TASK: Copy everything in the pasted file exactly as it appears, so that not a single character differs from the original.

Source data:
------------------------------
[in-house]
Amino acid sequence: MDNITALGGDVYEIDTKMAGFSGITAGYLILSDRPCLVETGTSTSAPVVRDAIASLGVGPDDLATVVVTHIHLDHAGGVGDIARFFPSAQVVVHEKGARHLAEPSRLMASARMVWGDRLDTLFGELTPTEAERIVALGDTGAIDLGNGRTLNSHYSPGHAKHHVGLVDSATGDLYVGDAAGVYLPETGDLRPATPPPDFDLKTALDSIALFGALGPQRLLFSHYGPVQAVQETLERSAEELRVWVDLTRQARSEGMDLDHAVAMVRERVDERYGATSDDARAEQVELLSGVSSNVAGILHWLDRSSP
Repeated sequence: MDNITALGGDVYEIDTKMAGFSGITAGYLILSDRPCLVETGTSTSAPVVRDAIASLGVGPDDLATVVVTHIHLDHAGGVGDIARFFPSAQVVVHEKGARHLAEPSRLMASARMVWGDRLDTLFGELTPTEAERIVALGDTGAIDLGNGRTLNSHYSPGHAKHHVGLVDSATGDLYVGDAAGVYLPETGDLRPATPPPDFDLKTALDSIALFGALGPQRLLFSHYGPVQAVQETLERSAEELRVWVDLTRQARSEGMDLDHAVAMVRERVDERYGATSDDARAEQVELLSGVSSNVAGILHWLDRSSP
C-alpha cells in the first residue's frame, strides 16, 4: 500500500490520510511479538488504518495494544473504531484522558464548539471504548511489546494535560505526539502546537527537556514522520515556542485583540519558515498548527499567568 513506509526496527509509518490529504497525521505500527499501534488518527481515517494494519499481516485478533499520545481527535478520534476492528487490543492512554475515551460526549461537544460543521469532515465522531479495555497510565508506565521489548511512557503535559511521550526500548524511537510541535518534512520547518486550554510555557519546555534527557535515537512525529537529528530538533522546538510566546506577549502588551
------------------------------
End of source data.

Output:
[in-house]
Amino acid sequence: MDNITALGGDVYEIDTKMAGFSGITAGYLILSDRPCLVETGTSTSAPVVRDAIASLGVGPDDLATVVVTHIHLDHAGGVGDIARFFPSAQVVVHEKGARHLAEPSRLMASARMVWGDRLDTLFGELTPTEAERIVALGDTGAIDLGNGRTLNSHYSPGHAKHHVGLVDSATGDLYVGDAAGVYLPETGDLRPATPPPDFDLKTALDSIALFGALGPQRLLFSHYGPVQAVQETLERSAEELRVWVDLTRQARSEGMDLDHAVAMVRERVDERYGATSDDARAEQVELLSGVSSNVAGILHWLDRSSP
Repeated sequence: MDNITALGGDVYEIDTKMAGFSGITAGYLILSDRPCLVETGTSTSAPVVRDAIASLGVGPDDLATVVVTHIHLDHAGGVGDIARFFPSAQVVVHEKGARHLAEPSRLMASARMVWGDRLDTLFGELTPTEAERIVALGDTGAIDLGNGRTLNSHYSPGHAKHHVGLVDSATGDLYVGDAAGVYLPETGDLRPATPPPDFDLKTALDSIALFGALGPQRLLFSHYGPVQAVQETLERSAEELRVWVDLTRQARSEGMDLDHAVAMVRERVDERYGATSDDARAEQVELLSGVSSNVAGILHWLDRSSP
C-alpha cells in the first residue's frame, strides 16, 4: 500500500490520510511479538488504518495494544473504531484522558464548539471504548511489546494535560505526539502546537527537556514522520515556542485583540519558515498548527499567568 513506509526496527509509518490529504497525521505500527499501534488518527481515517494494519499481516485478533499520545481527535478520534476492528487490543492512554475515551460526549461537544460543521469532515465522531479495555497510565508506565521489548511512557503535559511521550526500548524511537510541535518534512520547518486550554510555557519546555534527557535515537512525529537529528530538533522546538510566546506577549502588551